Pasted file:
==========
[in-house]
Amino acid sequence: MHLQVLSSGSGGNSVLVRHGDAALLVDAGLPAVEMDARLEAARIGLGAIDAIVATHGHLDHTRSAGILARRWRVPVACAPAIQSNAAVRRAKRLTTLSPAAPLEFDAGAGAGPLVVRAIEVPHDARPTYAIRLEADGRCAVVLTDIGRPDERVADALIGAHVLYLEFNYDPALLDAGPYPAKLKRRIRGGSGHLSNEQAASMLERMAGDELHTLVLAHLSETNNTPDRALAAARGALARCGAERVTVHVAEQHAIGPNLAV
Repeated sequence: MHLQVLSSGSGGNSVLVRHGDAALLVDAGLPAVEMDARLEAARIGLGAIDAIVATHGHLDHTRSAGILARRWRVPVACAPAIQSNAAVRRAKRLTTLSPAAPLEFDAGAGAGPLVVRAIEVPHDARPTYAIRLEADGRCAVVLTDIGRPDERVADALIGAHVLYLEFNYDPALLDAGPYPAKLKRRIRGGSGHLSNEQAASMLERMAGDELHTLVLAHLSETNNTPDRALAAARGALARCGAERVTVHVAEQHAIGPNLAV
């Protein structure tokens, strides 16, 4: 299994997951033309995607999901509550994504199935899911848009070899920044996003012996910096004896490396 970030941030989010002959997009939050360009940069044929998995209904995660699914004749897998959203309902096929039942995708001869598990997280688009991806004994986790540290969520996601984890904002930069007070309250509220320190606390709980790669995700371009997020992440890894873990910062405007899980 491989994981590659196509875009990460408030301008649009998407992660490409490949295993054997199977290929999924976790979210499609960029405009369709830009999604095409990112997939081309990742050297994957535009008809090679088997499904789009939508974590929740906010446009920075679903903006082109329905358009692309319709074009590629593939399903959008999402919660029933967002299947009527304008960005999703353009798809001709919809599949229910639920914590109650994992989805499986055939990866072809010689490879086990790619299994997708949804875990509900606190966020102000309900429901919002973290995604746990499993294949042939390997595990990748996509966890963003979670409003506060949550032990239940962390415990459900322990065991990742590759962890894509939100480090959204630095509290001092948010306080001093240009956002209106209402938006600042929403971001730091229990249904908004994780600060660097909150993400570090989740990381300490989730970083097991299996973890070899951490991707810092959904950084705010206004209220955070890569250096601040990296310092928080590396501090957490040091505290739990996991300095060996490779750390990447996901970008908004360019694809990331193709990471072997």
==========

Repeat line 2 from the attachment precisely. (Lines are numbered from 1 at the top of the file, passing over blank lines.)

Amino acid sequence: MHLQVLSSGSGGNSVLVRHGDAALLVDAGLPAVEMDARLEAARIGLGAIDAIVATHGHLDHTRSAGILARRWRVPVACAPAIQSNAAVRRAKRLTTLSPAAPLEFDAGAGAGPLVVRAIEVPHDARPTYAIRLEADGRCAVVLTDIGRPDERVADALIGAHVLYLEFNYDPALLDAGPYPAKLKRRIRGGSGHLSNEQAASMLERMAGDELHTLVLAHLSETNNTPDRALAAARGALARCGAERVTVHVAEQHAIGPNLAV